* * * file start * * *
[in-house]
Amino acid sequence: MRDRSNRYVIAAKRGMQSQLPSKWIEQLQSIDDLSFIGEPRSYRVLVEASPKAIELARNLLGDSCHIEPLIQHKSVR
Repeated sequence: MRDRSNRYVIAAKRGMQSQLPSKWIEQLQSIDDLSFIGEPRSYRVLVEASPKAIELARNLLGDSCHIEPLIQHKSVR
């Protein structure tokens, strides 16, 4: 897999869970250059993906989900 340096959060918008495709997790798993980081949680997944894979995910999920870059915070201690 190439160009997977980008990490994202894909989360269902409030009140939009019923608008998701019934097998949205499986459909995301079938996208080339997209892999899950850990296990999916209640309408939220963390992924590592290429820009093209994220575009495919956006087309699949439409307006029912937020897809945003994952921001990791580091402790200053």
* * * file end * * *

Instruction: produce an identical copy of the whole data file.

[in-house]
Amino acid sequence: MRDRSNRYVIAAKRGMQSQLPSKWIEQLQSIDDLSFIGEPRSYRVLVEASPKAIELARNLLGDSCHIEPLIQHKSVR
Repeated sequence: MRDRSNRYVIAAKRGMQSQLPSKWIEQLQSIDDLSFIGEPRSYRVLVEASPKAIELARNLLGDSCHIEPLIQHKSVR
């Protein structure tokens, strides 16, 4: 897999869970250059993906989900 340096959060918008495709997790798993980081949680997944894979995910999920870059915070201690 190439160009997977980008990490994202894909989360269902409030009140939009019923608008998701019934097998949205499986459909995301079938996208080339997209892999899950850990296990999916209640309408939220963390992924590592290429820009093209994220575009495919956006087309699949439409307006029912937020897809945003994952921001990791580091402790200053």